View from a Doctor’s desk – Dr Greg Wyatt

Today is 31st January and while I am looking forward to tonight’s blue moon lunar eclipse, weather permitting, I am not sure I am looking forward to tomorrow, the day that all codeine containing medications will require a prescription. I am sure that we have all been wondering what the impact of this policy will be on our practices.

So far, I have not had one more request than usual for a codeine prescription. Like most GPs, I discourage the use of codeine. However, I am sure that it still has a use in the short-term management of mild to moderate acute pain. Again, like most GPs, I probably don’t have a clear idea of the full use of over the counter (OTC) medications by my patients; I don’t always ask and they don’t always tell. Only a few have mentioned the declining pharmacy stocks of OTC paracetamol-codeine and ibuprofen-codeine preparations.

The various medical media outlets have already been discussing this issue and most commentators are far more knowledgeable on this topic than this normal GP.

The sorts of questions we have been asking ourselves include:

  • Will there be a big impact of codeine prescriptions on practices; how will we manage and increased admin and GP workload?
  • What will be the cost to patients, for both the visit and pharmacy?
  • How will I respond to a codeine prescription request?
  • How will I manage renewals ” face to face visit, telephone request, on-line request? Will this be any different to my practice’s usual policies?
  • How will Bp Premier help me?

As yet, I don’t have any answers. I guess I am waiting to see what happens. Maybe the impact will be minimal on my practice; maybe I am burying my head in the sand. Still, I am happy to wait and see.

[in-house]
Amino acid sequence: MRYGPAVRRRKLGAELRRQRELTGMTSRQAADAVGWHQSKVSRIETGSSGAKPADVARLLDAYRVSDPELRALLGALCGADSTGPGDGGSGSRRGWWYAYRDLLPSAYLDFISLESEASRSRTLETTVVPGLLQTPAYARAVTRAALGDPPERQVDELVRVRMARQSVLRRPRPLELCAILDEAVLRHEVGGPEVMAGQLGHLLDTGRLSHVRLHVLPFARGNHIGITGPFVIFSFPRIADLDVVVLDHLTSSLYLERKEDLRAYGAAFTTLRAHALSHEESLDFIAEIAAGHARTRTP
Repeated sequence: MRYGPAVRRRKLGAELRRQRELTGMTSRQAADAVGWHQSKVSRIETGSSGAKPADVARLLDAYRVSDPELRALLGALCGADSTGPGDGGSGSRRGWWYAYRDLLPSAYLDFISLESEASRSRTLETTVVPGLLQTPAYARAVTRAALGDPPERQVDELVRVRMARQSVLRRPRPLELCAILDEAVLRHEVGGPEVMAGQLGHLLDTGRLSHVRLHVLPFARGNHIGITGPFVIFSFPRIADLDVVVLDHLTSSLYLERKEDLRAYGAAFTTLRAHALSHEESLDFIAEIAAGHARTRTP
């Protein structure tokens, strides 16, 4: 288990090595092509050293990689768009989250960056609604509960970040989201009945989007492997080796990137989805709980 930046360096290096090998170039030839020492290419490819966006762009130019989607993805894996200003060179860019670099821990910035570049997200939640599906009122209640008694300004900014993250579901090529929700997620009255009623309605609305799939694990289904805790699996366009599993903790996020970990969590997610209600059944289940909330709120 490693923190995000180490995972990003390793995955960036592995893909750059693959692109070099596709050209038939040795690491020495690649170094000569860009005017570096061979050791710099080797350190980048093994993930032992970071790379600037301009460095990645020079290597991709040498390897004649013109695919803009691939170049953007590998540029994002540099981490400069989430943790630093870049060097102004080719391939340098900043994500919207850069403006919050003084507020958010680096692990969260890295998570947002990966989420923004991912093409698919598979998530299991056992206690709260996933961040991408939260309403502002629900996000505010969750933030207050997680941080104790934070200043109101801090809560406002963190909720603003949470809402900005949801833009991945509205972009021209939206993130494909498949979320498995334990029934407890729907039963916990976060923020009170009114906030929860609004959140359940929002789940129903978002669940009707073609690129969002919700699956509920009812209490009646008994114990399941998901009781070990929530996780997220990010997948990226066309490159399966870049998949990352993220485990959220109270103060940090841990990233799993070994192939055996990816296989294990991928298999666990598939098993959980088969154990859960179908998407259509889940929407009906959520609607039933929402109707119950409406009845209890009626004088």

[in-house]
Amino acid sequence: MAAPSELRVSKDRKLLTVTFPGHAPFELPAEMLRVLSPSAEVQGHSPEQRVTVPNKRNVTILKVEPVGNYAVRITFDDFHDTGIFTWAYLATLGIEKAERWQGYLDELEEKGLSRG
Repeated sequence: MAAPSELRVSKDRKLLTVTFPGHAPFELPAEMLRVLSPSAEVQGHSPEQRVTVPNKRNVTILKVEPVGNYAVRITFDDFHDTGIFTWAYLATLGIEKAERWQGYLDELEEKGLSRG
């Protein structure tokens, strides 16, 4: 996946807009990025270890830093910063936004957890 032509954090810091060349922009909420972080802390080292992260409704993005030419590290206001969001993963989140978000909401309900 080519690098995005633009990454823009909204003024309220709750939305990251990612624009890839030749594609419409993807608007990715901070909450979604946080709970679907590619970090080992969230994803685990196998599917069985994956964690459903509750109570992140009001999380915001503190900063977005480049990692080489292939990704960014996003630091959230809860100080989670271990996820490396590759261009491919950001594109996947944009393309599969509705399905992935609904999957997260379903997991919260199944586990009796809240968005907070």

Dr Greg Wyatt, GP, Shalimar House, Dandenong North, Vic

Member of Best Practice Software’s Clinical Leadership Advisory Committee

Best Practice Software supports Scouts Australia

Scouts are known for always being prepared and that has extended to being prepared for any medical eventuality at the Australian Venture, from 2nd January at Camp Warrawee, north of Brisbane.

Best Practice Software have been supplying Scouts Australia with their GP medical software Bp Premier for over a decade.

Dr Michael Rice, a Scouts member in Beaudesert Queensland, says using Bp Premier makes healthcare for kids and adults so much simpler.

Best Practice Software has been generous in allowing Scouts to use their software at events for over a decade, where we can have 1000 to 10,000 youth and adults attending.

We are able to load up our attendance database for each event, saving time and improving accuracy. Dr Rice said.

Scout events can run up to a fortnight, with the attendees and most leader volunteers arriving within the space of a few hours prior to the event and with little time to familiarise with software systems.

Clinical Nurse at the PA Hospital Emergency Department and Venturer Scout Leader at Wishart-Chester Scout Group in Toohey Forest District Kelly Jenkins says Best Practice is very intuitive and easy to learn.
We have a range of volunteers including doctors, nurses, various health science students and administrators, and if they have used electronic clinical records in the past, they learn Best Practice’s Bp Premier so quickly that we are productive from day one. Jenkins said.
CEO and founder of Best Practice Software Dr Frank Pyefinch says he is pleased to see Bp support Scouts Australia over many years.

We have been a very proud supporter of Scouts Australia and we are delighted that our medical software has assisted them at many of their major events. Dr Pyefinch said.